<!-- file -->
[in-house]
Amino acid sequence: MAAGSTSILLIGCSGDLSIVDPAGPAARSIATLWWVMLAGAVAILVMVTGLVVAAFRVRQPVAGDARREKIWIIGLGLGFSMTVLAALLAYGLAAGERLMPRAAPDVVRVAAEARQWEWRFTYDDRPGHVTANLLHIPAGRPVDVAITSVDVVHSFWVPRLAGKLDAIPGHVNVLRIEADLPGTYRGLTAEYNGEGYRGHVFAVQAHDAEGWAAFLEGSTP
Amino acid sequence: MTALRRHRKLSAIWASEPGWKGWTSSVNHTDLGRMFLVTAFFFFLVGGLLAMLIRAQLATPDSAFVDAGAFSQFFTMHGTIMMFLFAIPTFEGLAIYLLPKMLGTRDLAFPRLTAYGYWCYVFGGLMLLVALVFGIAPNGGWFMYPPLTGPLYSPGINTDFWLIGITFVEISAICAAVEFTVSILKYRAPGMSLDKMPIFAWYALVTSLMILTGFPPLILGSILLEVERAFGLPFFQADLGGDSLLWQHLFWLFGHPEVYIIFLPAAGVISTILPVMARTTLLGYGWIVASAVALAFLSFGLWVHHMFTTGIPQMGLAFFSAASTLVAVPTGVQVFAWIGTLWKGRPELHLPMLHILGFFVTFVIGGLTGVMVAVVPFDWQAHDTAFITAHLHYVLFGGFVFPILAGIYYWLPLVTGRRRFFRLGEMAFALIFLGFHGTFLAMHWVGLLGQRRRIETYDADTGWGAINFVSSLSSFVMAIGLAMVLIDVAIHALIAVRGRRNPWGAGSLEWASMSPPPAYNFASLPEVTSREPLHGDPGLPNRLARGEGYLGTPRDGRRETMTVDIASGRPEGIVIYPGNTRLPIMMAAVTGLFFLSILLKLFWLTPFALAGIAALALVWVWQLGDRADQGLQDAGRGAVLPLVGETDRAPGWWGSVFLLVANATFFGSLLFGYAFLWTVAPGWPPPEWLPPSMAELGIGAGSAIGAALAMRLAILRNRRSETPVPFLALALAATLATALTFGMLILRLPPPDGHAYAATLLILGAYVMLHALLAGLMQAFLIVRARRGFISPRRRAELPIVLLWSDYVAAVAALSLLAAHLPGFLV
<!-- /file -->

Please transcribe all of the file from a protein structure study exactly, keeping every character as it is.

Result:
[in-house]
Amino acid sequence: MAAGSTSILLIGCSGDLSIVDPAGPAARSIATLWWVMLAGAVAILVMVTGLVVAAFRVRQPVAGDARREKIWIIGLGLGFSMTVLAALLAYGLAAGERLMPRAAPDVVRVAAEARQWEWRFTYDDRPGHVTANLLHIPAGRPVDVAITSVDVVHSFWVPRLAGKLDAIPGHVNVLRIEADLPGTYRGLTAEYNGEGYRGHVFAVQAHDAEGWAAFLEGSTP
Amino acid sequence: MTALRRHRKLSAIWASEPGWKGWTSSVNHTDLGRMFLVTAFFFFLVGGLLAMLIRAQLATPDSAFVDAGAFSQFFTMHGTIMMFLFAIPTFEGLAIYLLPKMLGTRDLAFPRLTAYGYWCYVFGGLMLLVALVFGIAPNGGWFMYPPLTGPLYSPGINTDFWLIGITFVEISAICAAVEFTVSILKYRAPGMSLDKMPIFAWYALVTSLMILTGFPPLILGSILLEVERAFGLPFFQADLGGDSLLWQHLFWLFGHPEVYIIFLPAAGVISTILPVMARTTLLGYGWIVASAVALAFLSFGLWVHHMFTTGIPQMGLAFFSAASTLVAVPTGVQVFAWIGTLWKGRPELHLPMLHILGFFVTFVIGGLTGVMVAVVPFDWQAHDTAFITAHLHYVLFGGFVFPILAGIYYWLPLVTGRRRFFRLGEMAFALIFLGFHGTFLAMHWVGLLGQRRRIETYDADTGWGAINFVSSLSSFVMAIGLAMVLIDVAIHALIAVRGRRNPWGAGSLEWASMSPPPAYNFASLPEVTSREPLHGDPGLPNRLARGEGYLGTPRDGRRETMTVDIASGRPEGIVIYPGNTRLPIMMAAVTGLFFLSILLKLFWLTPFALAGIAALALVWVWQLGDRADQGLQDAGRGAVLPLVGETDRAPGWWGSVFLLVANATFFGSLLFGYAFLWTVAPGWPPPEWLPPSMAELGIGAGSAIGAALAMRLAILRNRRSETPVPFLALALAATLATALTFGMLILRLPPPDGHAYAATLLILGAYVMLHALLAGLMQAFLIVRARRGFISPRRRAELPIVLLWSDYVAAVAALSLLAAHLPGFLV